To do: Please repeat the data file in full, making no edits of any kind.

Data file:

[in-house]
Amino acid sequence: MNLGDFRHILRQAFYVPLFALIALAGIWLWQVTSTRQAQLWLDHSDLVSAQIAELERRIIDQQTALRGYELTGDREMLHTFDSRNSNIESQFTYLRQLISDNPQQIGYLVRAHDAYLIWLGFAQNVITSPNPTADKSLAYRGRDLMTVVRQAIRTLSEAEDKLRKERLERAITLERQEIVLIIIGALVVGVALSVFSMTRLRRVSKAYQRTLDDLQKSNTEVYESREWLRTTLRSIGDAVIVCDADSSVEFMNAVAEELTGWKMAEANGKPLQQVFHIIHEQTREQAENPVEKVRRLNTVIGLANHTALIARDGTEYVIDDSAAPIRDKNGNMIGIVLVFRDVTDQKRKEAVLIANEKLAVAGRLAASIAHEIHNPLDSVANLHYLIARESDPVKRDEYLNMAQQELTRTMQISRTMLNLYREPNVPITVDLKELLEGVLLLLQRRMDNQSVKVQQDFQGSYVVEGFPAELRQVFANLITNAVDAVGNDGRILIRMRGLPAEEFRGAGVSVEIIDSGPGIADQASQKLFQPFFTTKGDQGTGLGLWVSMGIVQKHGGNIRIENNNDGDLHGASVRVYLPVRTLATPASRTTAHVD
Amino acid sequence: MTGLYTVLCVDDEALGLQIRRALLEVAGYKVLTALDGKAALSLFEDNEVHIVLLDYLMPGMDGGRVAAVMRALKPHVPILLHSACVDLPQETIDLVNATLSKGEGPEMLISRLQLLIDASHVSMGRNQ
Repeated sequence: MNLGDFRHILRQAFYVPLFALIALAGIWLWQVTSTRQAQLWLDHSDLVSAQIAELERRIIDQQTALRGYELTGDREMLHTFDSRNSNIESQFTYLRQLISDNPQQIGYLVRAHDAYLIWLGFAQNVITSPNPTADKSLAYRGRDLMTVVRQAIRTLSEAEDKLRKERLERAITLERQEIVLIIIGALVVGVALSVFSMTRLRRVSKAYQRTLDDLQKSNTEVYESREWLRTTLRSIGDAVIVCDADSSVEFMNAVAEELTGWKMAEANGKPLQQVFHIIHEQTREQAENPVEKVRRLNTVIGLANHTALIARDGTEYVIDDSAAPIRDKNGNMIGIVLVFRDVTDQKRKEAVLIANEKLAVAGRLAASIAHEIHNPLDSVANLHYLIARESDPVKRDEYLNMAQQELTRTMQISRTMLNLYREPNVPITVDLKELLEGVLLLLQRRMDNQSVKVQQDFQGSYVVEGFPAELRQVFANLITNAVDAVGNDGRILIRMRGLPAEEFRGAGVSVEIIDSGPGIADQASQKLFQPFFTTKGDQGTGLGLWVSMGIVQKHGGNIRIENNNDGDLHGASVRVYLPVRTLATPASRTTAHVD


[in-house]
Amino acid sequence: MNLGDFRHILRQAFYVPLFALIALAGIWLWQVTSTRQAQLWLDHSDLVSAQIAELERRIIDQQTALRGYELTGDREMLHTFDSRNSNIESQFTYLRQLISDNPQQIGYLVRAHDAYLIWLGFAQNVITSPNPTADKSLAYRGRDLMTVVRQAIRTLSEAEDKLRKERLERAITLERQEIVLIIIGALVVGVALSVFSMTRLRRVSKAYQRTLDDLQKSNTEVYESREWLRTTLRSIGDAVIVCDADSSVEFMNAVAEELTGWKMAEANGKPLQQVFHIIHEQTREQAENPVEKVRRLNTVIGLANHTALIARDGTEYVIDDSAAPIRDKNGNMIGIVLVFRDVTDQKRKEAVLIANEKLAVAGRLAASIAHEIHNPLDSVANLHYLIARESDPVKRDEYLNMAQQELTRTMQISRTMLNLYREPNVPITVDLKELLEGVLLLLQRRMDNQSVKVQQDFQGSYVVEGFPAELRQVFANLITNAVDAVGNDGRILIRMRGLPAEEFRGAGVSVEIIDSGPGIADQASQKLFQPFFTTKGDQGTGLGLWVSMGIVQKHGGNIRIENNNDGDLHGASVRVYLPVRTLATPASRTTAHVD
Amino acid sequence: MTGLYTVLCVDDEALGLQIRRALLEVAGYKVLTALDGKAALSLFEDNEVHIVLLDYLMPGMDGGRVAAVMRALKPHVPILLHSACVDLPQETIDLVNATLSKGEGPEMLISRLQLLIDASHVSMGRNQ
Repeated sequence: MNLGDFRHILRQAFYVPLFALIALAGIWLWQVTSTRQAQLWLDHSDLVSAQIAELERRIIDQQTALRGYELTGDREMLHTFDSRNSNIESQFTYLRQLISDNPQQIGYLVRAHDAYLIWLGFAQNVITSPNPTADKSLAYRGRDLMTVVRQAIRTLSEAEDKLRKERLERAITLERQEIVLIIIGALVVGVALSVFSMTRLRRVSKAYQRTLDDLQKSNTEVYESREWLRTTLRSIGDAVIVCDADSSVEFMNAVAEELTGWKMAEANGKPLQQVFHIIHEQTREQAENPVEKVRRLNTVIGLANHTALIARDGTEYVIDDSAAPIRDKNGNMIGIVLVFRDVTDQKRKEAVLIANEKLAVAGRLAASIAHEIHNPLDSVANLHYLIARESDPVKRDEYLNMAQQELTRTMQISRTMLNLYREPNVPITVDLKELLEGVLLLLQRRMDNQSVKVQQDFQGSYVVEGFPAELRQVFANLITNAVDAVGNDGRILIRMRGLPAEEFRGAGVSVEIIDSGPGIADQASQKLFQPFFTTKGDQGTGLGLWVSMGIVQKHGGNIRIENNNDGDLHGASVRVYLPVRTLATPASRTTAHVD